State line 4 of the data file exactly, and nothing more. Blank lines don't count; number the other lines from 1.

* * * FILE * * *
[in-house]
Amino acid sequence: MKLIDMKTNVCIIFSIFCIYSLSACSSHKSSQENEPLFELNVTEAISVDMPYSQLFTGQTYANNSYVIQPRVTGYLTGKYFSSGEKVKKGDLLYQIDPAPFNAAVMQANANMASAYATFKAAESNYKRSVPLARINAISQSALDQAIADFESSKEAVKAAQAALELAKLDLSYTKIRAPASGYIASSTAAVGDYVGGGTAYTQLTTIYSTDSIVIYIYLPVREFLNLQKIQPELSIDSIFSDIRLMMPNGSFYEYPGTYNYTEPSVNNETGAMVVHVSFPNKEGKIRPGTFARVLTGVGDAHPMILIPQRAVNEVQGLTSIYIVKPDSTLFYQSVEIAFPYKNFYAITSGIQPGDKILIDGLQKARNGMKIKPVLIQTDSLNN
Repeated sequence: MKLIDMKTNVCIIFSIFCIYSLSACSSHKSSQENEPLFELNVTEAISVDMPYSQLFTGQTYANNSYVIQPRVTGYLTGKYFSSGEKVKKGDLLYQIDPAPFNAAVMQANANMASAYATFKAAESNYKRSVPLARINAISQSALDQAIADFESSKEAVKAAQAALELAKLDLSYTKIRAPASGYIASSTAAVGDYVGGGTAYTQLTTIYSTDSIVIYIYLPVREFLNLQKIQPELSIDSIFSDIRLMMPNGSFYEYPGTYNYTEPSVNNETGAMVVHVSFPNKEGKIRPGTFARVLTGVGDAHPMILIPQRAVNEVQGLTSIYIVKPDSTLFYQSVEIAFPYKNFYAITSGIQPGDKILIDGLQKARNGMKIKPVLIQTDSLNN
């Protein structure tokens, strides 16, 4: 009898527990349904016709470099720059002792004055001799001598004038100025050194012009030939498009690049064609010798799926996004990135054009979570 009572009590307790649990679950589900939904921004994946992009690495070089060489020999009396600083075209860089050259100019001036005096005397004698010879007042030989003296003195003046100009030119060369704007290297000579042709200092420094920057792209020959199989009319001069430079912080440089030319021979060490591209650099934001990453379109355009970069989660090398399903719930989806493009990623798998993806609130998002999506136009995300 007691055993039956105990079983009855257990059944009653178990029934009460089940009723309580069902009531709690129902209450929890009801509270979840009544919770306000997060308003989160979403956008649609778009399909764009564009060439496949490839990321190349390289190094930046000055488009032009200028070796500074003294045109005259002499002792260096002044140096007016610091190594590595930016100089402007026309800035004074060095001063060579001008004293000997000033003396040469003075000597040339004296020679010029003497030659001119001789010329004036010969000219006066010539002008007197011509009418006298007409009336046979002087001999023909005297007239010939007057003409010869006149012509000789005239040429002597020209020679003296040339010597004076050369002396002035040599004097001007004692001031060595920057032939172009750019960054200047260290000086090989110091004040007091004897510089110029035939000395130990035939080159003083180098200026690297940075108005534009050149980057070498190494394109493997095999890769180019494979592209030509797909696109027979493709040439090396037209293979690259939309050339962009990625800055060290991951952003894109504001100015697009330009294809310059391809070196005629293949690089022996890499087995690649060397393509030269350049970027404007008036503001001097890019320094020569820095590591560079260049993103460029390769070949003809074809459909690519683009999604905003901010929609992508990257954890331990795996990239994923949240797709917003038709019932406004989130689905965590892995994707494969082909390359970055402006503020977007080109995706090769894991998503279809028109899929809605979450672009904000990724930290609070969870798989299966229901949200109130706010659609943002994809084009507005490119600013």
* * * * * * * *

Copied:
């Protein structure tokens, strides 16, 4: 009898527990349904016709470099720059002792004055001799001598004038100025050194012009030939498009690049064609010798799926996004990135054009979570 009572009590307790649990679950589900939904921004994946992009690495070089060489020999009396600083075209860089050259100019001036005096005397004698010879007042030989003296003195003046100009030119060369704007290297000579042709200092420094920057792209020959199989009319001069430079912080440089030319021979060490591209650099934001990453379109355009970069989660090398399903719930989806493009990623798998993806609130998002999506136009995300 007691055993039956105990079983009855257990059944009653178990029934009460089940009723309580069902009531709690129902209450929890009801509270979840009544919770306000997060308003989160979403956008649609778009399909764009564009060439496949490839990321190349390289190094930046000055488009032009200028070796500074003294045109005259002499002792260096002044140096007016610091190594590595930016100089402007026309800035004074060095001063060579001008004293000997000033003396040469003075000597040339004296020679010029003497030659001119001789010329004036010969000219006066010539002008007197011509009418006298007409009336046979002087001999023909005297007239010939007057003409010869006149012509000789005239040429002597020209020679003296040339010597004076050369002396002035040599004097001007004692001031060595920057032939172009750019960054200047260290000086090989110091004040007091004897510089110029035939000395130990035939080159003083180098200026690297940075108005534009050149980057070498190494394109493997095999890769180019494979592209030509797909696109027979493709040439090396037209293979690259939309050339962009990625800055060290991951952003894109504001100015697009330009294809310059391809070196005629293949690089022996890499087995690649060397393509030269350049970027404007008036503001001097890019320094020569820095590591560079260049993103460029390769070949003809074809459909690519683009999604905003901010929609992508990257954890331990795996990239994923949240797709917003038709019932406004989130689905965590892995994707494969082909390359970055402006503020977007080109995706090769894991998503279809028109899929809605979450672009904000990724930290609070969870798989299966229901949200109130706010659609943002994809084009507005490119600013």